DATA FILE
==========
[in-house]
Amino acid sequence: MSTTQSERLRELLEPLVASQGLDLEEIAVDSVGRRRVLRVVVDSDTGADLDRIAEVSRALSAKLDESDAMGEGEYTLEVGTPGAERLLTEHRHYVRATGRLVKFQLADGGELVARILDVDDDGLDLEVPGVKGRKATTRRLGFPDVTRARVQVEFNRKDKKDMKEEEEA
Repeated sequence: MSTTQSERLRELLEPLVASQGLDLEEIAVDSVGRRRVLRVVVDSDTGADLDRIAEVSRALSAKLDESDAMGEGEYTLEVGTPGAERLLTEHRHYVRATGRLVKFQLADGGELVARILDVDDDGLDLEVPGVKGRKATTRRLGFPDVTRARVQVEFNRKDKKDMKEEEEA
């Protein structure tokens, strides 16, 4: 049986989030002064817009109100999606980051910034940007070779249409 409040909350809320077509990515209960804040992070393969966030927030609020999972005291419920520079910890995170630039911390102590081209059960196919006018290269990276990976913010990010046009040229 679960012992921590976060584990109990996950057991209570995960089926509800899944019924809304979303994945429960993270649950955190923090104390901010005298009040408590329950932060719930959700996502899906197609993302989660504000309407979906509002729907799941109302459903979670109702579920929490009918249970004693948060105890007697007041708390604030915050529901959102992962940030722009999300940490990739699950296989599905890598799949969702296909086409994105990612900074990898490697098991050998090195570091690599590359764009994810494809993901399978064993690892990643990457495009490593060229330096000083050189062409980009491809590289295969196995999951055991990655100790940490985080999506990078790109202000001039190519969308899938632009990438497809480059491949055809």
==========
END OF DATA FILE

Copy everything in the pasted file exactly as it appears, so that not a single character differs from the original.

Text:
[in-house]
Amino acid sequence: MSTTQSERLRELLEPLVASQGLDLEEIAVDSVGRRRVLRVVVDSDTGADLDRIAEVSRALSAKLDESDAMGEGEYTLEVGTPGAERLLTEHRHYVRATGRLVKFQLADGGELVARILDVDDDGLDLEVPGVKGRKATTRRLGFPDVTRARVQVEFNRKDKKDMKEEEEA
Repeated sequence: MSTTQSERLRELLEPLVASQGLDLEEIAVDSVGRRRVLRVVVDSDTGADLDRIAEVSRALSAKLDESDAMGEGEYTLEVGTPGAERLLTEHRHYVRATGRLVKFQLADGGELVARILDVDDDGLDLEVPGVKGRKATTRRLGFPDVTRARVQVEFNRKDKKDMKEEEEA
């Protein structure tokens, strides 16, 4: 049986989030002064817009109100999606980051910034940007070779249409 409040909350809320077509990515209960804040992070393969966030927030609020999972005291419920520079910890995170630039911390102590081209059960196919006018290269990276990976913010990010046009040229 679960012992921590976060584990109990996950057991209570995960089926509800899944019924809304979303994945429960993270649950955190923090104390901010005298009040408590329950932060719930959700996502899906197609993302989660504000309407979906509002729907799941109302459903979670109702579920929490009918249970004693948060105890007697007041708390604030915050529901959102992962940030722009999300940490990739699950296989599905890598799949969702296909086409994105990612900074990898490697098991050998090195570091690599590359764009994810494809993901399978064993690892990643990457495009490593060229330096000083050189062409980009491809590289295969196995999951055991990655100790940490985080999506990078790109202000001039190519969308899938632009990438497809480059491949055809």